► Performance EVs for Skoda
► Skoda sales chief confirms plan
► e-RS badge touted as ‘electric vRS’
Skoda is working on a range of performance electric vehicles loosely dubbed e-RS to indicate the EV equivalent of the Czech company’s vRS go-faster brand.
Global sales and marketing chief Alain Favey told CAR magazine that Skoda is planning performance spin-offs of its future EVs, which are in development and ready to launch from next year.
First up is the e-Citigo, basically a Czech-branded Volkswagen e-Up testbed, due for launch in late 2019; but this is just the warm-up act for the main event - the new bespoke EV crossover due a year later in autumn 2020, which will be the first to get Skoda’s proposed new e-RS derivative.
Why is Skoda planning e-RS performance electric cars?
The plan is to replicate the success of the vRS performance sub-brand, which accounts for as many as one in five Octavias sold in the UK. It’s a nice spec/trim ladder to encourage higher transaction prices.
‘There will be an e-RS,’ Favey confirmed to CAR. ‘The logic is the same as for vRS. It’s not about performance as such… it’s more about the look, the sporty seats, the experience. That’s the spirit of vRS.’
The sales boss admitted that Skoda’s first fully fledged electric car, presaged by the Vision E concept car at the 2018 Shanghai motor show (above), would not get more power than the regular model, a bigger battery or stronger electric motors - instead this will be a more cosmetic makeover inside and out.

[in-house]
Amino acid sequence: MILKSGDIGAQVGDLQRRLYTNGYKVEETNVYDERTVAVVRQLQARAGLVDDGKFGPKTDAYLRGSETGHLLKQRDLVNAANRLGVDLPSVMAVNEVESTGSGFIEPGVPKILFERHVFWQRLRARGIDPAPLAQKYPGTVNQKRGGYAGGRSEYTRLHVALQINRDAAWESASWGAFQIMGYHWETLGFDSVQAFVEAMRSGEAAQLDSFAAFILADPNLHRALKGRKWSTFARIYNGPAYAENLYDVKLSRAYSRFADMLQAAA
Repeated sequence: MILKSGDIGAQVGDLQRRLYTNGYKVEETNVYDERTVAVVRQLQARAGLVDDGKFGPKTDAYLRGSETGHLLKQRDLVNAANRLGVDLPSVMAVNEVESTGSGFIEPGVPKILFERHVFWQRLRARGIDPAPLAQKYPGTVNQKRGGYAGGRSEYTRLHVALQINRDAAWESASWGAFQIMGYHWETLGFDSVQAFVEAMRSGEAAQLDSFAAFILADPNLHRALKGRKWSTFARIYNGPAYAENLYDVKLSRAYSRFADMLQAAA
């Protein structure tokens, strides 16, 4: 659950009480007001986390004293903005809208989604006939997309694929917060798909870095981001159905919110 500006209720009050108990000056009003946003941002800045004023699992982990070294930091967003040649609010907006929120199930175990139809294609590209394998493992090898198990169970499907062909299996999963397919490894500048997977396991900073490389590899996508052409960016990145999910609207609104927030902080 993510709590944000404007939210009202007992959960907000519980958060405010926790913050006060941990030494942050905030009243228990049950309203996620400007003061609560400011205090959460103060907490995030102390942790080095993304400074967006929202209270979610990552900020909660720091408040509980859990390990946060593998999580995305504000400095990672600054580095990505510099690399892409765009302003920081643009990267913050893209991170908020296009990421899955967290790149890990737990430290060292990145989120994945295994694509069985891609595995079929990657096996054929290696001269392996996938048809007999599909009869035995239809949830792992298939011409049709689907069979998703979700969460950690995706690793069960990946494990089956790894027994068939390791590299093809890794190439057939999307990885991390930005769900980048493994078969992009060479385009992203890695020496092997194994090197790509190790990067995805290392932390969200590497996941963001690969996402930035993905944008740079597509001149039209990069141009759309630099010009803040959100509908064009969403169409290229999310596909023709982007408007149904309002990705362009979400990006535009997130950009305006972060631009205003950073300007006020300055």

When can I buy an electric Skoda?
Skoda’s first proper electric car will cost around the same as a top-end Kodiaq when sales start in late 2020 and it will be offered with one straightforward powertrain option for a remarkably simple range line-up. Based on the Volkswagen Group’s new MEB electric-only architecture, don’t expect different battery pack sizes like on a Tesla, as the company strips away added complexity.
‘The Vision E gives a very good idea of what to expect,’ Favey added. ‘We need to attract people who have the buying power to afford our first bespoke electric car - but we want it to be a mass market solution like the Kodiaq is.’
Expect a 300-mile range, design consistent with regular Skodas, a fast-charging network at main dealers, new, floating instrumentation and the very latest in connectivity, according to Favey.
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